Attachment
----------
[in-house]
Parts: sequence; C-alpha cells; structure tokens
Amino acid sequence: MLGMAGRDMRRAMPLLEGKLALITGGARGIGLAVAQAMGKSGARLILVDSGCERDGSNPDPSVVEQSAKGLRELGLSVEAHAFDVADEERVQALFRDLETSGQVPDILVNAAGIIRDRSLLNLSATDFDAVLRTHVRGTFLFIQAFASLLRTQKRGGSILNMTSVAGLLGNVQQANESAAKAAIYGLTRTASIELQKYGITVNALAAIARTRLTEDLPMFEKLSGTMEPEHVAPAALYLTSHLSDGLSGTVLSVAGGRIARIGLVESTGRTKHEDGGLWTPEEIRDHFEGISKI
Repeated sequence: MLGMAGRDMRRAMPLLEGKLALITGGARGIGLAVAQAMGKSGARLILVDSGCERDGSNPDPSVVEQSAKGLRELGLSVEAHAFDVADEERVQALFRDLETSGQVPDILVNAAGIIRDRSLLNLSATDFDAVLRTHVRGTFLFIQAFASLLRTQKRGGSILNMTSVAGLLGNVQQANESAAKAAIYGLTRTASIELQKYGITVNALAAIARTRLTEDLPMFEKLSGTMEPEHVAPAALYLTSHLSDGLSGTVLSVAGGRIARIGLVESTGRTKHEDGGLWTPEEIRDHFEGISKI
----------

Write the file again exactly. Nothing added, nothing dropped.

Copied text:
[in-house]
Parts: sequence; C-alpha cells; structure tokens
Amino acid sequence: MLGMAGRDMRRAMPLLEGKLALITGGARGIGLAVAQAMGKSGARLILVDSGCERDGSNPDPSVVEQSAKGLRELGLSVEAHAFDVADEERVQALFRDLETSGQVPDILVNAAGIIRDRSLLNLSATDFDAVLRTHVRGTFLFIQAFASLLRTQKRGGSILNMTSVAGLLGNVQQANESAAKAAIYGLTRTASIELQKYGITVNALAAIARTRLTEDLPMFEKLSGTMEPEHVAPAALYLTSHLSDGLSGTVLSVAGGRIARIGLVESTGRTKHEDGGLWTPEEIRDHFEGISKI
Repeated sequence: MLGMAGRDMRRAMPLLEGKLALITGGARGIGLAVAQAMGKSGARLILVDSGCERDGSNPDPSVVEQSAKGLRELGLSVEAHAFDVADEERVQALFRDLETSGQVPDILVNAAGIIRDRSLLNLSATDFDAVLRTHVRGTFLFIQAFASLLRTQKRGGSILNMTSVAGLLGNVQQANESAAKAAIYGLTRTASIELQKYGITVNALAAIARTRLTEDLPMFEKLSGTMEPEHVAPAALYLTSHLSDGLSGTVLSVAGGRIARIGLVESTGRTKHEDGGLWTPEEIRDHFEGISKI